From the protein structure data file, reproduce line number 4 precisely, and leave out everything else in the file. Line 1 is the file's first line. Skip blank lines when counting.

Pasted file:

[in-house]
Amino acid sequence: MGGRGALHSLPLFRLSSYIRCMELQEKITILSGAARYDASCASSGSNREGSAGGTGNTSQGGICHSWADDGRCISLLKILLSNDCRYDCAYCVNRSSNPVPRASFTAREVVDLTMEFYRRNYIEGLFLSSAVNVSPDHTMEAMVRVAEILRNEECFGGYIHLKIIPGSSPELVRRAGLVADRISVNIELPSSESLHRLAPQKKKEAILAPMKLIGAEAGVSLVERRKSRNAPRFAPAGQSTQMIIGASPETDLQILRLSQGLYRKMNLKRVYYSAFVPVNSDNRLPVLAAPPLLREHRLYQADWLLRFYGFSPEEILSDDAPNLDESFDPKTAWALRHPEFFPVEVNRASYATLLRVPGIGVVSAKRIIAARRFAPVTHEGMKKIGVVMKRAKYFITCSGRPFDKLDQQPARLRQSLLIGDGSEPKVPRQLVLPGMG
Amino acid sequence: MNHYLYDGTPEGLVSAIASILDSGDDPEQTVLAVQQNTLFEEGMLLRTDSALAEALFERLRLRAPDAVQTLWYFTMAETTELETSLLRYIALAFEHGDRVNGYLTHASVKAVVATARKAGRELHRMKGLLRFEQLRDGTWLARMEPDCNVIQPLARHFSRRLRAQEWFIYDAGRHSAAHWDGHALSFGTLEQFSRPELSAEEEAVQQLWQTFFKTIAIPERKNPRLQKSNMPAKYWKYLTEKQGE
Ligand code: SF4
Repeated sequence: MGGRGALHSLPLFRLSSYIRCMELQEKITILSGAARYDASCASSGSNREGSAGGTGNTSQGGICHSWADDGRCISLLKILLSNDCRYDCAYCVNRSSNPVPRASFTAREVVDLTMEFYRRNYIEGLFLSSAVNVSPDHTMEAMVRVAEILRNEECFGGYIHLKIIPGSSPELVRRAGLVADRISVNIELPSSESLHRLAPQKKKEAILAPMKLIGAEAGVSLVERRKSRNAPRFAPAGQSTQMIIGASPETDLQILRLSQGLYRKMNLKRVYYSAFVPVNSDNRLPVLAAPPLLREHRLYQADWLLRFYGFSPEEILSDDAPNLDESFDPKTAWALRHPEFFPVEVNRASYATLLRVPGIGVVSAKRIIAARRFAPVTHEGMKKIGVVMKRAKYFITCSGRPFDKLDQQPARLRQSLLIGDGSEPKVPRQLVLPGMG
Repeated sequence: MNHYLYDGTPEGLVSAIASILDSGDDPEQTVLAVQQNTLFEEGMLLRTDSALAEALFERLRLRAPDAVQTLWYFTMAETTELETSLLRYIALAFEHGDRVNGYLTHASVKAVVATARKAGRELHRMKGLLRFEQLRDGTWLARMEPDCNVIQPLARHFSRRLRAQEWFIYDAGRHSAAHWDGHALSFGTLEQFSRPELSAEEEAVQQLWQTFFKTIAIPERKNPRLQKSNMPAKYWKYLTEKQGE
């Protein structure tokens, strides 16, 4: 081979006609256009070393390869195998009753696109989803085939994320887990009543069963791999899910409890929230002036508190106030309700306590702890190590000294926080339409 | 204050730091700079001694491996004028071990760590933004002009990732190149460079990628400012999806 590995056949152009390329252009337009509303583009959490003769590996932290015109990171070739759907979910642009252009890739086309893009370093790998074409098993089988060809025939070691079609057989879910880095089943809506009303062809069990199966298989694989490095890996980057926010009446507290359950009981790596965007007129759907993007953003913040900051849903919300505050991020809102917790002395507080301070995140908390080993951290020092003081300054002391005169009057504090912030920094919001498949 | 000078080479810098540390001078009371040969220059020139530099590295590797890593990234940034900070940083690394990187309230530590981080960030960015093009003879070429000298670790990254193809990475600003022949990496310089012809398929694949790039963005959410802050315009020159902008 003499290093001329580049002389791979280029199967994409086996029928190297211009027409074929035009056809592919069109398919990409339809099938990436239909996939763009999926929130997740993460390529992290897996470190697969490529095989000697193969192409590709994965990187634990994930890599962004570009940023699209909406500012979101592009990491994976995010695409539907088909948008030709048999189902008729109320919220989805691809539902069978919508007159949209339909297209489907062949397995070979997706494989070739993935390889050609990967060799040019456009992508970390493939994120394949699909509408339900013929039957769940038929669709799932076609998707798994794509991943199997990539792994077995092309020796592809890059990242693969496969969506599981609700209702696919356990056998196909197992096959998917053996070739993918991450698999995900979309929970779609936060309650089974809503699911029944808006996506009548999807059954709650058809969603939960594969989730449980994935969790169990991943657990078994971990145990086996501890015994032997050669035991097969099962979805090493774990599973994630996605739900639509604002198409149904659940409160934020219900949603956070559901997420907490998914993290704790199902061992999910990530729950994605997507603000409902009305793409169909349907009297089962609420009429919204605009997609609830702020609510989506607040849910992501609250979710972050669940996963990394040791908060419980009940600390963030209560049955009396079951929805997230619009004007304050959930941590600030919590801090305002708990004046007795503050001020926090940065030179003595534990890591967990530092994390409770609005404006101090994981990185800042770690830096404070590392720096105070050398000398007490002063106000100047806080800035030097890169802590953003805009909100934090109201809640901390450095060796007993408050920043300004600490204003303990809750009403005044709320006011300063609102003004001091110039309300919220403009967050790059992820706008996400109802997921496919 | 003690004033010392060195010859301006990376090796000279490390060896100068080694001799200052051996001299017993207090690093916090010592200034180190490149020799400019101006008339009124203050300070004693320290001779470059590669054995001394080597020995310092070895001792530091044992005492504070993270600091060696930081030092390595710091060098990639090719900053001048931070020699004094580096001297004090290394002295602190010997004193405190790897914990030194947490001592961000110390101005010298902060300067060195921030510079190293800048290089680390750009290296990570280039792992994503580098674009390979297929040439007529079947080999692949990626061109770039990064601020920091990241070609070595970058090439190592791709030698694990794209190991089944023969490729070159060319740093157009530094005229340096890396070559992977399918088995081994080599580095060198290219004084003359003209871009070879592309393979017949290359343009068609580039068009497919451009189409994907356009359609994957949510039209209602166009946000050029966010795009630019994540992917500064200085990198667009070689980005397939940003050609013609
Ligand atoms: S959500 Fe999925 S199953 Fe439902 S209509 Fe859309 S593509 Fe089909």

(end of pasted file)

Ligand code: SF4